Laser-induced breakdown spectroscopy (LIBS) is an emerging technique that enables rapid chemical analysis of a wide range of materials, including metals and plastics. It has received increased interest as a result of the development of compact and in some cases handheld systems for use in the field. This development has been made possible by the availability of compact and industrial-grade laser systems and spectrometers. An EU-funded project exemplified this trend to open new opportunities for the deployment of LIBS in efficient polymer composites sorting for recycling. Researchers working on the LIBSAC (Laser induced breakdown spectroscopy for identification of aerospace composites) project have shown how the new class of lasers with multi-kilohertz pulse repetition rates can reduce the footprint of a LIBS system. More importantly, LIBS can be combined with Raman spectroscopy. In those cases where one technique is ineffective, the other complementary technique can be used instead. For development of a Raman-LIBS spectrometer, researchers worked closely with the RASAC project team. Furthermore, a comprehensive database with spectral properties of polymer composite constituents was compiled. This could serve as a reference point for high-speed identification of a wide range of materials likely to be obtained from recycling aircraft components. Over the past years, thousands of obsolete aircraft have been sitting in 'graveyards' while the demand for polymer composites continues to increase. But aircraft at the end of their life provide a large source of valuable materials. It is clearly in the aerospace industry's best interest to maximise the amount of recycled materials. The LIBSAC project has identified the most efficient means of cost-effectively recycling polymer composites. The practicality of new approaches is expected to make aerospace structure recycling attractive.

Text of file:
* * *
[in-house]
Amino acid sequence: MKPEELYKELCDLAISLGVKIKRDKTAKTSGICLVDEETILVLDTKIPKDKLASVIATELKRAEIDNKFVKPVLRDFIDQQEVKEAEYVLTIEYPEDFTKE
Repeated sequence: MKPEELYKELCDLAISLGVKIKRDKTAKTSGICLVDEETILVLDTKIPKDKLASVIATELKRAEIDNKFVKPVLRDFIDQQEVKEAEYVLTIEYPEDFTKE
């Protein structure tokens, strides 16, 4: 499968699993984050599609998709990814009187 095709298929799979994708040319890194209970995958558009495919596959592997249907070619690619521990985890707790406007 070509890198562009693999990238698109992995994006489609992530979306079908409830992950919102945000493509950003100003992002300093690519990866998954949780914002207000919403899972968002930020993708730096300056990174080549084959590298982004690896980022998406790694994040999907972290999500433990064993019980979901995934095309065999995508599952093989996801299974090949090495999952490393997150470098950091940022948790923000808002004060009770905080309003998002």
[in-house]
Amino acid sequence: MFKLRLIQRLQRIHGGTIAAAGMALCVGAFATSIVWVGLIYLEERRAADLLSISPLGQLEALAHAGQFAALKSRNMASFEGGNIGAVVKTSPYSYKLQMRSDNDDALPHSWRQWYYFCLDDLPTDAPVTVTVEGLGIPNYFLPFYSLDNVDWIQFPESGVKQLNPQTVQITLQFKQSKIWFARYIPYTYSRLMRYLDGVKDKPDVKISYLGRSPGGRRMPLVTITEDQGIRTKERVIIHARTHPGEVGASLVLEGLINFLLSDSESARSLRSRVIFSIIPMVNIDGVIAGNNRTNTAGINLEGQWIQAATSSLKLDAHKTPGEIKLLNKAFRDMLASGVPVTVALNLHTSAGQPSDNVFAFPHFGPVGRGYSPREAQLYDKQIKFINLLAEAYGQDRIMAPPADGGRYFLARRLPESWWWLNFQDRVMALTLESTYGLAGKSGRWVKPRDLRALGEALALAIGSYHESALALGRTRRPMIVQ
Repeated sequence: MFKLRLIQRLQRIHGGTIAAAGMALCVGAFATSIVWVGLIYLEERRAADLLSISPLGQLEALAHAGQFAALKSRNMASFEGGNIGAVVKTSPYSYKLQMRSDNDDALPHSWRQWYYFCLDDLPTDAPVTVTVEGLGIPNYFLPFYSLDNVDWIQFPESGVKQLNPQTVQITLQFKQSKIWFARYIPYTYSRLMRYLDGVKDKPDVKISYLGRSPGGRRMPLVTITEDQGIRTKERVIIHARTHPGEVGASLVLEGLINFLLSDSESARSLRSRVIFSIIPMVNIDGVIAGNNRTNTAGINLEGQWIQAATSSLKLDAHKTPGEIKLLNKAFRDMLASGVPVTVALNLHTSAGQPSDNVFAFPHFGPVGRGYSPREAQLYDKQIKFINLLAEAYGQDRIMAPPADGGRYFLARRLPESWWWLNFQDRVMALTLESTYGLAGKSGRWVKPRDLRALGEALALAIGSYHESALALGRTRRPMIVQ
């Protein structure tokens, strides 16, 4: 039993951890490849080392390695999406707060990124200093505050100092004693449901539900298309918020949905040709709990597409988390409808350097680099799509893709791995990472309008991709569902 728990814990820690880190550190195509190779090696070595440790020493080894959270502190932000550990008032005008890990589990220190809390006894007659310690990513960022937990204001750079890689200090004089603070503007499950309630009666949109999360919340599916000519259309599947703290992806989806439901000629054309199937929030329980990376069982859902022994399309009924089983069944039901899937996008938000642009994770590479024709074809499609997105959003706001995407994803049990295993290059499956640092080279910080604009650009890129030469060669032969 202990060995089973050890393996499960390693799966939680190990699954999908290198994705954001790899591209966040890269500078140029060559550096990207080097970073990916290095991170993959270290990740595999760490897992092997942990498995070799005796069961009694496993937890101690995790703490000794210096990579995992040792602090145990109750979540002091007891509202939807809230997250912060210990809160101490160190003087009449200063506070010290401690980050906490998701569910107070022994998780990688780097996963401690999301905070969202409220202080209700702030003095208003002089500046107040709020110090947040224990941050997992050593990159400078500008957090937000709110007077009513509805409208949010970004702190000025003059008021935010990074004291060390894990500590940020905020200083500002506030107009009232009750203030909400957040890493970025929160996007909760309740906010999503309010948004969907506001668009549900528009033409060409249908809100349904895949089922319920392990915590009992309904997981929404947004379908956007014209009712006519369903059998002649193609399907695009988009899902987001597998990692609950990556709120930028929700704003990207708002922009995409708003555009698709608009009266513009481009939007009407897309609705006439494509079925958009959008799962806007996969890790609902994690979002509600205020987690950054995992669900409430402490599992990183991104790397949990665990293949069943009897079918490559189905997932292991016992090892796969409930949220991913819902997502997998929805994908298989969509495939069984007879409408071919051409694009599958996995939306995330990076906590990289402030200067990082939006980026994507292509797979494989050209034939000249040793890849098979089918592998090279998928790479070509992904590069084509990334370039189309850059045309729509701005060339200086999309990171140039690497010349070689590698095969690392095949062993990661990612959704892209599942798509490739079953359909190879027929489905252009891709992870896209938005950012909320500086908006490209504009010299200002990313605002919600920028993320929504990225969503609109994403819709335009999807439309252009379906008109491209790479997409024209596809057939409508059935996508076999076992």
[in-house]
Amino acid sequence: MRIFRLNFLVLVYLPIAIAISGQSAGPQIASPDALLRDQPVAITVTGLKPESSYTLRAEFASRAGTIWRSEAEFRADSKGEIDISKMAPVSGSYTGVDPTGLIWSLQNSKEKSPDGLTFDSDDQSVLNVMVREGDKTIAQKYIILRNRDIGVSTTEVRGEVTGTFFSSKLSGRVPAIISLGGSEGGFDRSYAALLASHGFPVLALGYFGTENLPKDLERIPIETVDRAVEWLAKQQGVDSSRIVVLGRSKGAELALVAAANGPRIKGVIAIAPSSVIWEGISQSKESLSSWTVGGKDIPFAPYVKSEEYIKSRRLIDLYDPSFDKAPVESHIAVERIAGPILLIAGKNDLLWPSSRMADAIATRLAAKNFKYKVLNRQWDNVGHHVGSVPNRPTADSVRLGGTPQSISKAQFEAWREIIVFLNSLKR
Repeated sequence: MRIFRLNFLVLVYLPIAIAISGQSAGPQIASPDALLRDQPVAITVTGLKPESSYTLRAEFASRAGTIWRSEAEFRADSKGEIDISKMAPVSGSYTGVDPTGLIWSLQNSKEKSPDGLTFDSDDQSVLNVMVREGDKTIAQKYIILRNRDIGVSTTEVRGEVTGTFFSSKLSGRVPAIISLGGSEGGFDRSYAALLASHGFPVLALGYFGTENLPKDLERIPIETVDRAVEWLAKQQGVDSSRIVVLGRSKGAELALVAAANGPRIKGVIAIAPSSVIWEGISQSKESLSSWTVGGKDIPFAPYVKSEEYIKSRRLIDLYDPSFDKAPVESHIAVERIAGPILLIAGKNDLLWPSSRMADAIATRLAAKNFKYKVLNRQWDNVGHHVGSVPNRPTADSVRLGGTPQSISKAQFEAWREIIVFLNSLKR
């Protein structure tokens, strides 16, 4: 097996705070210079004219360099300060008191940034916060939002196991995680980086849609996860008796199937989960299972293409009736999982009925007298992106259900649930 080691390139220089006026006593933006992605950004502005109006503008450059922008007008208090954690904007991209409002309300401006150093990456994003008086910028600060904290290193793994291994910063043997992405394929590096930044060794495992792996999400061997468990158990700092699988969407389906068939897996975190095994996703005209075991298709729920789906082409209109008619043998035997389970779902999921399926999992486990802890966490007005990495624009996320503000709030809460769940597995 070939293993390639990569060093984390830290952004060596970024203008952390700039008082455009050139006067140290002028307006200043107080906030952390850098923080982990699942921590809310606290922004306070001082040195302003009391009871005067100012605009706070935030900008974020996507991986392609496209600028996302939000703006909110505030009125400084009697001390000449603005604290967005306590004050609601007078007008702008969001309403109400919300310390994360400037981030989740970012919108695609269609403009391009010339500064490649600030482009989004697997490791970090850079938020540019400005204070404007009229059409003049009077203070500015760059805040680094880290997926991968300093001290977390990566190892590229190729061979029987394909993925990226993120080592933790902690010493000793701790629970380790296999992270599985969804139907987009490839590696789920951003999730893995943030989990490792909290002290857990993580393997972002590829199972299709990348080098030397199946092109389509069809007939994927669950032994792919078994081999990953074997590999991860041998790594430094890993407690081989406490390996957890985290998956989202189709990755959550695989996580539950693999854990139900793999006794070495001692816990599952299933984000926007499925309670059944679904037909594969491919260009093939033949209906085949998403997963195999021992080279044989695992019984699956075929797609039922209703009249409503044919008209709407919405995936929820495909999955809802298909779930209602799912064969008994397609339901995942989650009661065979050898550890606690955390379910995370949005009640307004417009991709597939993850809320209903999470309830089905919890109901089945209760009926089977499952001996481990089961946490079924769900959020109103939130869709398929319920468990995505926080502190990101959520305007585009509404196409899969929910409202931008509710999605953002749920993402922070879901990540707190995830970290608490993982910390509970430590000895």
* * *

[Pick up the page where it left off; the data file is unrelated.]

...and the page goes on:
Recycling, aerospace composites, laser-induced breakdown spectroscopy, polymer composites, Raman spectroscopy